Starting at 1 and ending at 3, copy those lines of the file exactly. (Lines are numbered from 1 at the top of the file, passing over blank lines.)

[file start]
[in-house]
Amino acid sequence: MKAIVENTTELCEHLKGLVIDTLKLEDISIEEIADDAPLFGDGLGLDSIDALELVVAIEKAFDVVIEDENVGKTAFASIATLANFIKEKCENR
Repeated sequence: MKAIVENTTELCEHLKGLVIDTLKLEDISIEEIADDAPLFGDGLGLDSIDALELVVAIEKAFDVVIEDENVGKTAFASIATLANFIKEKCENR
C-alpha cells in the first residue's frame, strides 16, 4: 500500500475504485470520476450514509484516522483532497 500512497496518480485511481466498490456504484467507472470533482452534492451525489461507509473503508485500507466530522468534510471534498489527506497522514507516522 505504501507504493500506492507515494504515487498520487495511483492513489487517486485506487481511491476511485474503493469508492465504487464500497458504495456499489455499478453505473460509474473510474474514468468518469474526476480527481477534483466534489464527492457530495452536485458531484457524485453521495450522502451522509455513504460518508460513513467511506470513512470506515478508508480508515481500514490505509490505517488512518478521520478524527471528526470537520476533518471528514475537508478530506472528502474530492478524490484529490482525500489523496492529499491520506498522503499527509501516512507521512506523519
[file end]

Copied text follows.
[in-house]
Amino acid sequence: MKAIVENTTELCEHLKGLVIDTLKLEDISIEEIADDAPLFGDGLGLDSIDALELVVAIEKAFDVVIEDENVGKTAFASIATLANFIKEKCENR
Repeated sequence: MKAIVENTTELCEHLKGLVIDTLKLEDISIEEIADDAPLFGDGLGLDSIDALELVVAIEKAFDVVIEDENVGKTAFASIATLANFIKEKCENR